Relocating an existing building to a new site within the city will, in most cases, not require resource consent unless the site is within a Character area overlay.
Relocated buildings are a useful and often cost-effective way of providing for residential, business and community accommodation needs. Relocation also encourages the recycling and re-use of good quality buildings within the city, particularly since the earthquakes.
A building is not permitted to be relocated onto a new site until all necessary consents have been obtained from the Council.
For more information about applying for resource consent or building consent please contact the Council on (03) 941 8999.
Relocating a building within a character area overlay in Lyttelton and Akaroa requires resource consent.
In other character area overlays, resource consent is required if the building will be relocated to a position where it:
unless one of these exemptions applies:
When assessing an application for resource consent to relocate a building to a site in a character area overlay the Council will consider the design and appearance of the building, its compatibility with the surrounding area, the character of the site itself, and how the development relates to the street.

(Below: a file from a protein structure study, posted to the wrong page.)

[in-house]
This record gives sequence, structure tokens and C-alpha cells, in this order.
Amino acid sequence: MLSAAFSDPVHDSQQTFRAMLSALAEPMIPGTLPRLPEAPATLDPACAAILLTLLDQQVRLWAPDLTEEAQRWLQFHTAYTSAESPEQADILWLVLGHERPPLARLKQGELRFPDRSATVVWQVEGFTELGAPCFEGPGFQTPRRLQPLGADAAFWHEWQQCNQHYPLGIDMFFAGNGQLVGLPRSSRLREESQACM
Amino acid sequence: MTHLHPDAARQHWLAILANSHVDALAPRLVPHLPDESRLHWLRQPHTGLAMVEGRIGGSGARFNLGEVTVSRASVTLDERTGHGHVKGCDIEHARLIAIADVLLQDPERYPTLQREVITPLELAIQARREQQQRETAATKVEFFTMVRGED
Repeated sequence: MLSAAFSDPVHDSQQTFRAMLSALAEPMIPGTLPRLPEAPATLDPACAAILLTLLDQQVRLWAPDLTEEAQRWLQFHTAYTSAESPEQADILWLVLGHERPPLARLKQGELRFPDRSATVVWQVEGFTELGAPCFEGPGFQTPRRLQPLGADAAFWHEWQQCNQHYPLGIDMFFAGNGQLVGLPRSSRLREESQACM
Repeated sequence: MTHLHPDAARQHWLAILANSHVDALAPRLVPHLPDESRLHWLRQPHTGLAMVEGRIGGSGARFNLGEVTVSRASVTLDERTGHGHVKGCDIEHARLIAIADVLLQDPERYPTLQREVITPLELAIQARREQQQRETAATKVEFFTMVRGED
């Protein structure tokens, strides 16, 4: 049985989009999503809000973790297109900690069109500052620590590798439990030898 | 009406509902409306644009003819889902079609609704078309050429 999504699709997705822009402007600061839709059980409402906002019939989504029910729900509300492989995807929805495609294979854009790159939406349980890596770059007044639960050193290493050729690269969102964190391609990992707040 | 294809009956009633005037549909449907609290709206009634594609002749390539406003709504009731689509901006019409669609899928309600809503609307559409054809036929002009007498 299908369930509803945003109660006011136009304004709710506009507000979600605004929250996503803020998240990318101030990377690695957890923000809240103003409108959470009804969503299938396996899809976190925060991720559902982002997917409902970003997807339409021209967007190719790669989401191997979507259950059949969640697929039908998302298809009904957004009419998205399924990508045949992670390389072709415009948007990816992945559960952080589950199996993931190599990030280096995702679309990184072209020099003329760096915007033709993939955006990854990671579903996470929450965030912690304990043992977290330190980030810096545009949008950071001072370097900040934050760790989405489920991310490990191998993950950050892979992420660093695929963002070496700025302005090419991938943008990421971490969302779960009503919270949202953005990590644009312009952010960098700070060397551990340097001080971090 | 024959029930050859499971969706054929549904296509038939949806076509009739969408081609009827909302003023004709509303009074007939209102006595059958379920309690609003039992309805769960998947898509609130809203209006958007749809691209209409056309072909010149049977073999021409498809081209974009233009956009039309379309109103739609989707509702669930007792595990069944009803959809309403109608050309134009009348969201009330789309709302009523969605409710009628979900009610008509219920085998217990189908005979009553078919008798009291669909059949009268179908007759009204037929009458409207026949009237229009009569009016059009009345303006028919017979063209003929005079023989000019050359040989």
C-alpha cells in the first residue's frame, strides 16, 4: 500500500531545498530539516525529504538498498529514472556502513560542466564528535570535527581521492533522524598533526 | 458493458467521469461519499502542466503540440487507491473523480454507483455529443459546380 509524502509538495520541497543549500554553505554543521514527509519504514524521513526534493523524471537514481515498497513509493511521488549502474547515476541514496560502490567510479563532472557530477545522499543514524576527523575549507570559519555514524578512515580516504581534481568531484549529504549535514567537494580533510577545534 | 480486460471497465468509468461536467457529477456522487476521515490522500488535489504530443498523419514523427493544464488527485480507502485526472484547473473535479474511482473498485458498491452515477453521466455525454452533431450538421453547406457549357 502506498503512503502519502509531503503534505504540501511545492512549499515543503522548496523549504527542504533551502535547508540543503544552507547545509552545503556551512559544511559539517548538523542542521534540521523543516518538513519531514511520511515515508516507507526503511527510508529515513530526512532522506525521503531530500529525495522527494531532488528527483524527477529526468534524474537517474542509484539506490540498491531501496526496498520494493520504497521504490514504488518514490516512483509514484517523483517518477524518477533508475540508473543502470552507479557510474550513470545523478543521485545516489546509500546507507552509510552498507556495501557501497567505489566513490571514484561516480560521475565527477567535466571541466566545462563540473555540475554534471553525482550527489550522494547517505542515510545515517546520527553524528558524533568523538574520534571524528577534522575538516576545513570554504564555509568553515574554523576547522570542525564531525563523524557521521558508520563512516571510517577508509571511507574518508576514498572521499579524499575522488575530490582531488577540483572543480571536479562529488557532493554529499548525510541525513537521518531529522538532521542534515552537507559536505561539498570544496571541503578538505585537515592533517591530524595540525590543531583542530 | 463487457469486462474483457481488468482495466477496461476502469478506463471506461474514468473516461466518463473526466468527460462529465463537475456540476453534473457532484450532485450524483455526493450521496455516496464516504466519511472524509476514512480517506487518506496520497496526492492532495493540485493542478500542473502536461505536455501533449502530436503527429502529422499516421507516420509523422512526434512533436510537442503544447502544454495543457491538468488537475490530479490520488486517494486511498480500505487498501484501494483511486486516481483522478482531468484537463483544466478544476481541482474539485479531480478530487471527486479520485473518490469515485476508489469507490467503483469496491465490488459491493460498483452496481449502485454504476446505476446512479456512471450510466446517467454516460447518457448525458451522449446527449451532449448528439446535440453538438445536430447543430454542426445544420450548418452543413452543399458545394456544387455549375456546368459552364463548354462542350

In the Akaroa and Lyttelton character areas other specific criteria also apply. These criteria are detailed in section 126.96.36.199.3 RD3 and RD4 of the Residential chapter of the District Plan.
Before a building can be relocated, a building consent needs to be obtained for the establishment of the building on the new site. This ensures that the new building work (including foundations, steps and drainage) and any change of use of the building meets the requirements of the building code.
Building consent may also be required for the removal of the building from its original site if it is attached to another one, or is over three storeys in height.
Deposits are payable at the time resource consent and building consent applications are lodged. The final processing costs will depend on the complexity of the proposal and the time taken to process the consents.